David Lau and Yitzchak Yosef, both sons of former Israeli chief rabbis, were elected Ashkenazi and Sephardi chief rabbi of Israel, respectively.
Wednesday’s election, in which 150 Knesset members, local officials and regional rabbis voted, was the culmination of a tense, months-long campaign with an unusually high public profile. Both terms will last 10 years.
Lau is the son of former Chief Rabbi Yisrael Meir Lau. Like his father, who served from 1993 to 2003, Lau hopes to serve as a bridge between Israel’s modern Orthodox and haredi Orthodox communities. He is currently chief rabbi of the central Israeli city of Modiin.
Yosef is the son of Rabbi Ovadia Yosef, the spiritual leader of the Sephardi Orthodox Shas party who held the post from 1973 to 1983. The win is seen as a victory for Shas, which the elder Yosef founded soon after his chief rabbi term ended. Yitzchak Yosef is the head of the Hazon Ovadia yeshiva in Jerusalem, which was founded by and named for his father.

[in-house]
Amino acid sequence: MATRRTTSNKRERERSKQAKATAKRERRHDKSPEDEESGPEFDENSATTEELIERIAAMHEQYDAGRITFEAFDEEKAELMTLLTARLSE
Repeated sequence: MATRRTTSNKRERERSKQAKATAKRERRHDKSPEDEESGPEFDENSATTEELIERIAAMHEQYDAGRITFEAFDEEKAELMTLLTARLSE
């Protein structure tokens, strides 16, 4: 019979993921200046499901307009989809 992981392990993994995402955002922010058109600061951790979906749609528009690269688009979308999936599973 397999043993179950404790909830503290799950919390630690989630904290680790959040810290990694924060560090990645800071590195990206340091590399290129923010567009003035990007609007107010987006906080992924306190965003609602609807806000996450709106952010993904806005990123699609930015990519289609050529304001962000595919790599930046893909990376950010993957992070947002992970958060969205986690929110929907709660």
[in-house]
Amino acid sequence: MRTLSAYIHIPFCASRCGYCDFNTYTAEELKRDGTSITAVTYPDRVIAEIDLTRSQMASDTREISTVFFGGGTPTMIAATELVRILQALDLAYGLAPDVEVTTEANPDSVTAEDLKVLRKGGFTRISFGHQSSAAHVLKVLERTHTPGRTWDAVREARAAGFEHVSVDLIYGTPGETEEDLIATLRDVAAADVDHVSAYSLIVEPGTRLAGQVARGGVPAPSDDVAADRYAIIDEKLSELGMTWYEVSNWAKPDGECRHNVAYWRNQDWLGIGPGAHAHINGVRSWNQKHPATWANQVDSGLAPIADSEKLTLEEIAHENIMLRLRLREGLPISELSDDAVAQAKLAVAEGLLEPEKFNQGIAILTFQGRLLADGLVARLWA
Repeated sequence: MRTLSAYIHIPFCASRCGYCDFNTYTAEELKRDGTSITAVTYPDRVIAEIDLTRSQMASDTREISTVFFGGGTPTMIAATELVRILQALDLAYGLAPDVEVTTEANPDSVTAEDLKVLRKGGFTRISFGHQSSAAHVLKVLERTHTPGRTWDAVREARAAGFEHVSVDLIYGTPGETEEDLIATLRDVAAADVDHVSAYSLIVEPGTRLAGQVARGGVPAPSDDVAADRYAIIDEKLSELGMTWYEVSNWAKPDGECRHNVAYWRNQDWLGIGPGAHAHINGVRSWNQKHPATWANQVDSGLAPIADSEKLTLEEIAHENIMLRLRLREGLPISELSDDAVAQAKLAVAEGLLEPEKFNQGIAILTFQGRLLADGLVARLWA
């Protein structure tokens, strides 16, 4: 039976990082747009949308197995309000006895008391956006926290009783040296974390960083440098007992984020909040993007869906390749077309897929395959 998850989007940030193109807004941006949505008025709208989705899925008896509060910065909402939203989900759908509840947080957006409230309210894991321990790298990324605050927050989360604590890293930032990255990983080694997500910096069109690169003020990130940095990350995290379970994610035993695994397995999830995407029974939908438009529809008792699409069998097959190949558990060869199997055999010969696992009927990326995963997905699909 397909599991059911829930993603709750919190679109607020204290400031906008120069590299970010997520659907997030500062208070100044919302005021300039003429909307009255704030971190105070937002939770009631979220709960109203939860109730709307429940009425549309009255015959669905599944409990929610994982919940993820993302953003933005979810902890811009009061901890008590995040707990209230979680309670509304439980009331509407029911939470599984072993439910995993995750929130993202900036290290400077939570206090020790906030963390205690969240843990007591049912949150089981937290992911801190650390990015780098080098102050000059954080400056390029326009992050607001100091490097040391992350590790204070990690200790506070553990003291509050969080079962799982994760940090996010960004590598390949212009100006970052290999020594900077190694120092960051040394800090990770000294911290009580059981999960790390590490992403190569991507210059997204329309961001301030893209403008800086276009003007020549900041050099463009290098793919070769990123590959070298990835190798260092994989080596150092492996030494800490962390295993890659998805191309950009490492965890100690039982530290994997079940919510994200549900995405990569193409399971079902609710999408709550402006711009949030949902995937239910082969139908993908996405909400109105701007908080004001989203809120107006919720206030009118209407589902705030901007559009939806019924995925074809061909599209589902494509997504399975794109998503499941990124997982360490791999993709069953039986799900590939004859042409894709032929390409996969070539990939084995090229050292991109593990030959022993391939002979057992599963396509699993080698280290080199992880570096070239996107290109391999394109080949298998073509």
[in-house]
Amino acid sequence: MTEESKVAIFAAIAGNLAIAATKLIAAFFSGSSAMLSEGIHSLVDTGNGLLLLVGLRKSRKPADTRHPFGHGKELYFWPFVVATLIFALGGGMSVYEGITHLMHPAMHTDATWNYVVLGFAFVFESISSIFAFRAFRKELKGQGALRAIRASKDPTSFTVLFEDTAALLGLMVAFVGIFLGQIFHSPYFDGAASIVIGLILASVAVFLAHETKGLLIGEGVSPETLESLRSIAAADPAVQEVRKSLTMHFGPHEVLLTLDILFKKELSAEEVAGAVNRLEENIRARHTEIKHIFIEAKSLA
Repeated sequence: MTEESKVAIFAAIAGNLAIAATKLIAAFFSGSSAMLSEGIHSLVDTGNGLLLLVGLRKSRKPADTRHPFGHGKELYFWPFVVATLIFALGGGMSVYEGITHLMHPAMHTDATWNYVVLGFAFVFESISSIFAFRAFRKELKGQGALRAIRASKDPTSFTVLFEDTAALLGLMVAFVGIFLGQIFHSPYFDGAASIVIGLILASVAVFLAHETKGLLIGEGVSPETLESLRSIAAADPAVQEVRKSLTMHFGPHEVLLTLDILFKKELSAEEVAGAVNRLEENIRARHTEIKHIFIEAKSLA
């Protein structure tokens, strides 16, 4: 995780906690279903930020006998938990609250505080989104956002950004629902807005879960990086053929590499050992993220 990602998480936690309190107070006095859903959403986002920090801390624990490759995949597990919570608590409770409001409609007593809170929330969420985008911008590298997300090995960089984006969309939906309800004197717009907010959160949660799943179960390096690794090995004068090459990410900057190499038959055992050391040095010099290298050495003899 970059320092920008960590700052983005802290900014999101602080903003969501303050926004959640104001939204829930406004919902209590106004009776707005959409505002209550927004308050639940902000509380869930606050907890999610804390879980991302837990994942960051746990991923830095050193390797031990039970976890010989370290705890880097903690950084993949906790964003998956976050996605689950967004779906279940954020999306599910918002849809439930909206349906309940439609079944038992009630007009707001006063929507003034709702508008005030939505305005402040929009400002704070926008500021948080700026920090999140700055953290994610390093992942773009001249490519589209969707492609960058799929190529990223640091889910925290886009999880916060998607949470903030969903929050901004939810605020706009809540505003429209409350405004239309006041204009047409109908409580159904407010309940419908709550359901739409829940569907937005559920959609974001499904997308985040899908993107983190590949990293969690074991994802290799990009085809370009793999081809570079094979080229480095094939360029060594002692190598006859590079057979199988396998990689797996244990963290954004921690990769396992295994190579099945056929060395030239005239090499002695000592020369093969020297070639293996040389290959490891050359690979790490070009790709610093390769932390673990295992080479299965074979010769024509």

Lau won the post by defeating Rabbi David Stav, a reformist candidate who gained widespread support from secular Israelis with his pledges to streamline the rabbinate bureaucracy. He was also the preferred candidate of several political parties, including the centrist Yesh Atid, the hardline Yisrael Beiteinu and the nationalist Jewish Home.